You think you’ve got a lot to read for your work? A client who’s been having latency trouble with their e-commerce server sent me a database log file yesterday that contained more than 1.3 million lines of text.
Now as much as I’d just love to curl up in front of the fireplace and slowly savor the whole thing (the prose is truly a thing of beauty), I don’t think that’s realistic. Instead, I chose to use some of the Linux command line’s powerful text manipulation tools to filter out the information I needed. I can’t resist sharing the way I approached the data problem, and I’ll get to that in just a minute or two. But this also got me thinking a bit about how we process the oceans of information that often characterize our professional lives.
Technology Information Overload: am I part of the problem?
Last week I had a very pleasant conversation with my publisher at Manning Publications. I had just signed a contract with Manning to write a book called “Learn Bash in a Month of Lunches” (which later changed to “Learn Amazon Web Services in a Month of Lunches“), and the two of us were speaking for the first time. I mentioned that, for strategic reasons, some technology publishers try to put out books in the 700-800 page range – sometimes whether or not the content requires it. I’m not sure this is a conscious process, but I can say that I’ve seen some books that are way longer than they need to be.
My own recent “Teach Yourself Linux Administration” book is less than a third the length of any of its competitors. That’s not to say that the other books in this genre aren’t worth reading – the ones I’ve seen most definitely are – but that it’s also possible that you can plan a book to focus on just the critical information that your readers will almost always need, and guide them to research some of the less common details on their own. You know, using that Internet thingy that they all seem to have.
In other words: short is the new long.
Now, let’s get back to my data problem.
Filtering large data stores
The log file contains records of requests against a large MySQL database. I quickly noticed that the second line of each record had a “Query_time:” value, usually of around 0.5 seconds or lower. I did, however, see some values that were higher than 1.0 seconds, and I thought I should try to find out just how high they went. Rather than visually scanning through screen after screen of text hoping to find something, I turned the problem over to cat (the Linux tool for reading text streams) and grep (for filtering).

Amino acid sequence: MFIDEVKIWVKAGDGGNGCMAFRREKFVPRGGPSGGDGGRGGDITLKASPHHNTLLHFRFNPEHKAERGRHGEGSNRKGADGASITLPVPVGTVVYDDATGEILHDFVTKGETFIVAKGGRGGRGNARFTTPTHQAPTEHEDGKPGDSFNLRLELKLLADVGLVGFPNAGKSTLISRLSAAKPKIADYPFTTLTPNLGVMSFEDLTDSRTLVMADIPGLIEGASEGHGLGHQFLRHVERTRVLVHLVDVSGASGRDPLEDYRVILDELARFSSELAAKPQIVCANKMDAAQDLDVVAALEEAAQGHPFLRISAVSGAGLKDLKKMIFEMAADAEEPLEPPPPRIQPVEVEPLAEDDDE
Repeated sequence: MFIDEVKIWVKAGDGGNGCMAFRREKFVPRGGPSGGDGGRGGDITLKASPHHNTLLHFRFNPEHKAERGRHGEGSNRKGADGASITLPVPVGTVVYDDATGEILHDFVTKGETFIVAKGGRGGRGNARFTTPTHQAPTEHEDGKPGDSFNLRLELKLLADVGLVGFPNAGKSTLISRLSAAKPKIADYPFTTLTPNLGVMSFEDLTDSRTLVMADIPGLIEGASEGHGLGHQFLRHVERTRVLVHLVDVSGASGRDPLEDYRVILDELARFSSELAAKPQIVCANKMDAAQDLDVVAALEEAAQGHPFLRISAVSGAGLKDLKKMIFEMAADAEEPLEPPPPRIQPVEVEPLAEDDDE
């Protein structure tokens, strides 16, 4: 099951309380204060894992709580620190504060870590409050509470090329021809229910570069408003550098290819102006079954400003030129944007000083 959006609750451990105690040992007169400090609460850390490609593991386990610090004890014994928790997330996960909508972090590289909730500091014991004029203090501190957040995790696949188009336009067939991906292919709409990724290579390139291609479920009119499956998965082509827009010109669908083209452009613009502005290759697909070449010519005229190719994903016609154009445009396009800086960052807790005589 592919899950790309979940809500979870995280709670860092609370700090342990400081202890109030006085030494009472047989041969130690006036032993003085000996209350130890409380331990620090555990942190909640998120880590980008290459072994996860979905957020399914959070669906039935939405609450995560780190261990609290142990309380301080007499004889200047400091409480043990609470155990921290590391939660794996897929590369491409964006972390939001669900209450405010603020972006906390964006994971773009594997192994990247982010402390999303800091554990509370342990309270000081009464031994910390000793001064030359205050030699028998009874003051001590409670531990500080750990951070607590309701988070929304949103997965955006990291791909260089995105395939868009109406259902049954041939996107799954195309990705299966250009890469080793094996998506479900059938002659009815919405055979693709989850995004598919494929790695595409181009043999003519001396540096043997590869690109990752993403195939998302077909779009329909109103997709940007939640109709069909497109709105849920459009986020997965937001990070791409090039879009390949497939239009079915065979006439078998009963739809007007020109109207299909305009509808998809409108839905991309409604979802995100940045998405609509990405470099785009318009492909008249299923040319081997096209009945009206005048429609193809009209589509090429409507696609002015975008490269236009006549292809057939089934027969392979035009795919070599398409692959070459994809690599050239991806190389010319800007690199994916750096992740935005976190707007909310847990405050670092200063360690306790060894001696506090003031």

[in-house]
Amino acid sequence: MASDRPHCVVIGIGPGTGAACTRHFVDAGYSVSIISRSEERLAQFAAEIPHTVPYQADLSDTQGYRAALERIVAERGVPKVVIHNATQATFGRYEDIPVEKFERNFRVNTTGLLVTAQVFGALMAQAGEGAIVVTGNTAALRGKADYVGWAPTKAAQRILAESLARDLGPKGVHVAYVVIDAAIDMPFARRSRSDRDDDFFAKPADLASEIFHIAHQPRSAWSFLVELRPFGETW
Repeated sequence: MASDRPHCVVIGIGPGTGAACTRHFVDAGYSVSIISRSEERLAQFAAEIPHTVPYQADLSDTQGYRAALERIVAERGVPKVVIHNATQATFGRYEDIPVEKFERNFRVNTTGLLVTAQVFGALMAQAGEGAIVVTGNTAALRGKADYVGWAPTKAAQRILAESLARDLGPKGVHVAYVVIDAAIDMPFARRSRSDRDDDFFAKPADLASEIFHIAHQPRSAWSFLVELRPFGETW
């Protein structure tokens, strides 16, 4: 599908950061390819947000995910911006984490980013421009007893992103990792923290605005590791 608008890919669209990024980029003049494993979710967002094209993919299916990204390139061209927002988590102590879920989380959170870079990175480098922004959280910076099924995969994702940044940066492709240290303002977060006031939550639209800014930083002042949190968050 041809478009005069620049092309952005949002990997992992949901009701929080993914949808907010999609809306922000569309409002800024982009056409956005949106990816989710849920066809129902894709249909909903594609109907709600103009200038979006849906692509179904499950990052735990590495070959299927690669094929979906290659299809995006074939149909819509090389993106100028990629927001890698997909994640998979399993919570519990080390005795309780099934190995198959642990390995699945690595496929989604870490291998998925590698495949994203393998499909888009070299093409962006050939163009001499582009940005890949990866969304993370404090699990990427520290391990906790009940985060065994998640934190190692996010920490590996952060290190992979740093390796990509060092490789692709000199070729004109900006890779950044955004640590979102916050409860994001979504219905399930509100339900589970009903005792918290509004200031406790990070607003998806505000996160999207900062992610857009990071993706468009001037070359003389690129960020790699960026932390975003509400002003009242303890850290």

Here’s how it looked:
cat mysql-slow.log | grep Query_time
Now, of course, all that will do is print all the many thousands of lines in the file containing the string “Query_time”. I only wanted those lines with a value above, say, 3.0. I’m sure there are more straightforward ways of doing this, but I can’t see why I shouldn’t just run a second grep filter against my initial results. Now that will be a bit more complicated since, by default, grep interprets the dot (.) as a meta character and not as a simple dot. To get around that problem, I’ll run grep with the -F (fixed string) argument, and have it search for all occurrences of the number 3 followed by a dot (anything between 3.0 and 3.999, in other words).
cat mysql-slow.log.2016-03-15 | grep Query_time | grep -F '3.'
That gave me some useful output and it was something I could repeat for 4, 5, and 6 second responses (besides 1 and 2, of course). There were still way too many results to read, but I could at least use them to comfortably browse through the source records within the file and look for any patterns that might point to a recurring problem. Unfortunately (or perhaps fortunately), I couldn’t see any obvious issues that would explain all the delays.
I then wondered just how many instances there were of each delay block. That was easy: simply pipe my grep output to wc, which will count the number of lines (and words and characters – but I didn’t care about those).
cat mysql-slow.log.2016-03-15 | grep Query_time | grep -F '3.' | wc
Here’s what I got:
|Response times:||Number of instances (over 24 hours):|
Those look like really big numbers. In fact, it means that the total number of requests that could not be completed in less than 1 second was 10,840. But of course, I needed to put that into context. How many requests were there in total on that day? That was easy, just grep for all Query_time lines and count them with wc.
cat mysql-slow.log.2016-03-15 | grep Query_time | wc
That one came to 333,257. Meaning the number of slow responses came to just over 3% of the total requests which, in the context of the problems the site had been experiencing, wasn’t significant.